I do not fit into that category. I don't believe most collectors are. If I want a toy, I want to be able to find it readily and with a minimum of difficulty -- and expense. I do not want to have to spend endless weeks and months trying to find it, I don't want to have to get up at the crack of dawn to beat everyone else to Wal-Mart for their latest shipment, I don't want to have to hand over five times the retail price of the figure to somebody on eBay -- and I sure as heck don't want to have to buy a boatload of little sealed common boxes in the hopes that there'll be a complete set in it all.

Fortunately, Hasbro has started to add these MicroMaster sets to their TRANSFORMERS UNIVERSE line-up, specifically as K*B Toys exclusives. The first batch out, presumably to test the waters, were the PROTECTOBOTS. The second series, arriving just in time for Christmas, really, are the CONSTRUCTICONS.

Now, there are some changes, other than just the size. Not all the original character names have survived. The original Constructicon cement mixer, for example, was named Mixmaster. His new name is Quickmix. Frankly, either one of those names sounds like a box of ready-to-cook pancake batter, but what the heck else are you going to name a cement mixer, I suppose.

The six MicroMaster Constructicons are named HIGHTOWER, BUCKETHEAD, SCAVENGER, LONG HAUL, BONECRUSHER, and QUICKMIX. Of those six, three are classic names -- Scavenger, Long Haul, and Bonecrusher, while the other three names are new, replacing Hook, Scrapper, and Mixmaster.

The vehicles are good miniature duplicates of the original Constructicons, at least in basic form and function. They're not exact in some cases, but Long Haul is still a dump truck, for example, and Bonecrusher is still a bulldozer.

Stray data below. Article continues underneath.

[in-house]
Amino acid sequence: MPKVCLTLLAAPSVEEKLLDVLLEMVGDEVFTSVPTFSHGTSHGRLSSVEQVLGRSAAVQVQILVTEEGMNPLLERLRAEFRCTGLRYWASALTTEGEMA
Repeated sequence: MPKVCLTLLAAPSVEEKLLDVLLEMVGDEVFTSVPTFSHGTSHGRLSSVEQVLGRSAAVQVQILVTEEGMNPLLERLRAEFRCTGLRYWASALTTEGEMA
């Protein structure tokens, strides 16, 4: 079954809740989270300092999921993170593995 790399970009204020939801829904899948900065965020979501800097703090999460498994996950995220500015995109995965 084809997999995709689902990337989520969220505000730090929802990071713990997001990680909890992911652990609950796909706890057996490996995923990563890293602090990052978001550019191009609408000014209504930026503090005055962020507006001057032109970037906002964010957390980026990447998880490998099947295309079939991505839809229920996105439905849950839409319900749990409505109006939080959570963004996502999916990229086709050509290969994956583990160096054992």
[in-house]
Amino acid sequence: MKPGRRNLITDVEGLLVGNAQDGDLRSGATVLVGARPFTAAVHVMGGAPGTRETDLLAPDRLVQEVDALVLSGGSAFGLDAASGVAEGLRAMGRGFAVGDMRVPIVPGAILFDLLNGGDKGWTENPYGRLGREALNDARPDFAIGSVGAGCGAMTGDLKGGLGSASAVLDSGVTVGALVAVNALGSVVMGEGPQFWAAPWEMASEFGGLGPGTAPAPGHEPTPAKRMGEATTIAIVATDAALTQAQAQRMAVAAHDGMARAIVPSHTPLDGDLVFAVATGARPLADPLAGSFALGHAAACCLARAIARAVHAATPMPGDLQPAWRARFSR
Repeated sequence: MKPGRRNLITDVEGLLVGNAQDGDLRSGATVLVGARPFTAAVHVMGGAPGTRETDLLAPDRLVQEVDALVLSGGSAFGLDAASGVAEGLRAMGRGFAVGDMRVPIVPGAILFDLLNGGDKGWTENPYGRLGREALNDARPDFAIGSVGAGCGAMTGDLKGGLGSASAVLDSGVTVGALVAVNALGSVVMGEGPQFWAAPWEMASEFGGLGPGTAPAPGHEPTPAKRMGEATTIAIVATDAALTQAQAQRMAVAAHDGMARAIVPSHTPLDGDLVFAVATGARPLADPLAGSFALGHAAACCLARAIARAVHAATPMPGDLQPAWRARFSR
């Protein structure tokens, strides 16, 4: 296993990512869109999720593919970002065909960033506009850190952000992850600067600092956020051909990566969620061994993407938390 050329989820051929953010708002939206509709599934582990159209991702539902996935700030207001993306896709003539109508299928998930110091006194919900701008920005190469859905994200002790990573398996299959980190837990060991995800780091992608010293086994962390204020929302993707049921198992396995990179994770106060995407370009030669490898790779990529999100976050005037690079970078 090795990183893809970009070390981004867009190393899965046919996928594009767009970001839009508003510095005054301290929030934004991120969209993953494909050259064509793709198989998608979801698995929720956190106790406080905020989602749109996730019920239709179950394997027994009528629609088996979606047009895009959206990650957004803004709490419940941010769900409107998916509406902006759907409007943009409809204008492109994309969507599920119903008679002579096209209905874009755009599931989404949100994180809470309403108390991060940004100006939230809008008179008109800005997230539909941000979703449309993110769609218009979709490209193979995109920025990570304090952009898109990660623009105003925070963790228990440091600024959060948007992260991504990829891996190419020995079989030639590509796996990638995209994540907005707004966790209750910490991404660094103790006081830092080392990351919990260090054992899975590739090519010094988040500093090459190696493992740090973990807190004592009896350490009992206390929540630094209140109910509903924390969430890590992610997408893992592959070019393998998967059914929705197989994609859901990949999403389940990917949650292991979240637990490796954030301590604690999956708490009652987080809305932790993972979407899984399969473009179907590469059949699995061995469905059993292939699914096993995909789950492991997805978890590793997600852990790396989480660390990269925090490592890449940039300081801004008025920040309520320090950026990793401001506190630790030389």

The combined form of DEVASTATOR is another matter. Some of the transformation protocols are pretty much identical. Others, especially with regard to the torso, are quite different. So's the head sculpt. The end result of the combined form is a Devastator that clearly captures the spirit of the original, but is not identical. Actually, this new design looks a little more menacing, to be perfectly honest.

Each of the Constructicons independently transforms from vehicle to robot. They're quite small, but the transformations are simple enough. In robot form, they range anywhere from 2" to 2-1/2" in height, and have fairly decent articulation for such small Transformers. In vehicle form, they tend to be between 2" - 2-1/4" in length.

Devastator stands an impressive 7" in height. He'd probably make a reasonable threat to the Action Masters in this form, if there wasn't already a Devastator in that series. The articulation of Devastator is rather marginal, but then the original one didn't move that well, either. And he certainly looks cool enough, even just standing around.

But there's an added feature, that the original Devastator did not have. The separate parts that are included with the individual Constructicons, that are used in the final Devastator form, can, on their own, be used to assemble an attack jet! It's fairly simplistic construction, but the end result looks pretty cool, and you can seat one of the Constructions in the cockpit.

These TRANSFORMERS UNIVERSE MICROMASTER CONSTRUCTIONS should be showing up at K*B Toys right about now, as I write this in early November. They're $3.99 apiece, which means you can get all six for about $25.00. They're certainly worth it. Any longtime or even recent Transformers fan would enjoy them, and I give them my highest recommendation! They're a very cool addition to the universe of TRANSFORMERS!